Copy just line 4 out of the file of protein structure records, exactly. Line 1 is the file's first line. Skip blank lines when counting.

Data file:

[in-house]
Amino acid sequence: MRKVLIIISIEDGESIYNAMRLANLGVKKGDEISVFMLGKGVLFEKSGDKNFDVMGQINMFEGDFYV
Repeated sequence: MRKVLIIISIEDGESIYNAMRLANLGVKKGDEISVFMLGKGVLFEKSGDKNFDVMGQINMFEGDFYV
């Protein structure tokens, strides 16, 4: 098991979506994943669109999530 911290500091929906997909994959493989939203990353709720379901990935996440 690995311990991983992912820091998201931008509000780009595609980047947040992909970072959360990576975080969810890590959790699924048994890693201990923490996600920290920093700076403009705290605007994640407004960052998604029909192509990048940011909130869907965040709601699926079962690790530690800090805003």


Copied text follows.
């Protein structure tokens, strides 16, 4: 098991979506994943669109999530 911290500091929906997909994959493989939203990353709720379901990935996440 690995311990991983992912820091998201931008509000780009595609980047947040992909970072959360990576975080969810890590959790699924048994890693201990923490996600920290920093700076403009705290605007994640407004960052998604029909192509990048940011909130869907965040709601699926079962690790530690800090805003």